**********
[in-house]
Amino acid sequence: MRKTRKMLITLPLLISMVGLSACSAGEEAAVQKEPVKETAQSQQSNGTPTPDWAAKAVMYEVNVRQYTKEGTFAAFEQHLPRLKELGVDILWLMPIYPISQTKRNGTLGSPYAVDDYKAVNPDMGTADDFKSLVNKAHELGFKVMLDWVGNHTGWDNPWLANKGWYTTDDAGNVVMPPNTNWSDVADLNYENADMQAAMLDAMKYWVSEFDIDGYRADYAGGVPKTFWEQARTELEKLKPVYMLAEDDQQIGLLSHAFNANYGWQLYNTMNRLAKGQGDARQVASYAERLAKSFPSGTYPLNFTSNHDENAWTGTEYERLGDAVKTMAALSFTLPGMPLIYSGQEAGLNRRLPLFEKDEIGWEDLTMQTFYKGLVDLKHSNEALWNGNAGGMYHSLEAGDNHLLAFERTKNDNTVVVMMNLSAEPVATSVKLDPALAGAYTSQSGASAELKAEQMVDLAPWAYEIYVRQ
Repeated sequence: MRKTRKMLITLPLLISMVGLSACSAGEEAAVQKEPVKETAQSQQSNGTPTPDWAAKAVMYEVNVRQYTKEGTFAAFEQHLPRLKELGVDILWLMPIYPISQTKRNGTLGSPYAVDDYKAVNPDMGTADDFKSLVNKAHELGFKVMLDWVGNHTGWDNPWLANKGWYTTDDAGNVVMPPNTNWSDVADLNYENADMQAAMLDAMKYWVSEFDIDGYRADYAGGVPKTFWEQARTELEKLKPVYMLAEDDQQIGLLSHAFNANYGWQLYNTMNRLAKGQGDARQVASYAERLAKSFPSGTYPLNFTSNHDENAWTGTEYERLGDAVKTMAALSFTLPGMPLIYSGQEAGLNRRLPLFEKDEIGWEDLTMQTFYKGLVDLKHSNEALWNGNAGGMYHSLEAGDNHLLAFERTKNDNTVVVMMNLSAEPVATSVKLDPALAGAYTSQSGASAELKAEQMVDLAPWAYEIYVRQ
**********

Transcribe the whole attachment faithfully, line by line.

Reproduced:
[in-house]
Amino acid sequence: MRKTRKMLITLPLLISMVGLSACSAGEEAAVQKEPVKETAQSQQSNGTPTPDWAAKAVMYEVNVRQYTKEGTFAAFEQHLPRLKELGVDILWLMPIYPISQTKRNGTLGSPYAVDDYKAVNPDMGTADDFKSLVNKAHELGFKVMLDWVGNHTGWDNPWLANKGWYTTDDAGNVVMPPNTNWSDVADLNYENADMQAAMLDAMKYWVSEFDIDGYRADYAGGVPKTFWEQARTELEKLKPVYMLAEDDQQIGLLSHAFNANYGWQLYNTMNRLAKGQGDARQVASYAERLAKSFPSGTYPLNFTSNHDENAWTGTEYERLGDAVKTMAALSFTLPGMPLIYSGQEAGLNRRLPLFEKDEIGWEDLTMQTFYKGLVDLKHSNEALWNGNAGGMYHSLEAGDNHLLAFERTKNDNTVVVMMNLSAEPVATSVKLDPALAGAYTSQSGASAELKAEQMVDLAPWAYEIYVRQ
Repeated sequence: MRKTRKMLITLPLLISMVGLSACSAGEEAAVQKEPVKETAQSQQSNGTPTPDWAAKAVMYEVNVRQYTKEGTFAAFEQHLPRLKELGVDILWLMPIYPISQTKRNGTLGSPYAVDDYKAVNPDMGTADDFKSLVNKAHELGFKVMLDWVGNHTGWDNPWLANKGWYTTDDAGNVVMPPNTNWSDVADLNYENADMQAAMLDAMKYWVSEFDIDGYRADYAGGVPKTFWEQARTELEKLKPVYMLAEDDQQIGLLSHAFNANYGWQLYNTMNRLAKGQGDARQVASYAERLAKSFPSGTYPLNFTSNHDENAWTGTEYERLGDAVKTMAALSFTLPGMPLIYSGQEAGLNRRLPLFEKDEIGWEDLTMQTFYKGLVDLKHSNEALWNGNAGGMYHSLEAGDNHLLAFERTKNDNTVVVMMNLSAEPVATSVKLDPALAGAYTSQSGASAELKAEQMVDLAPWAYEIYVRQ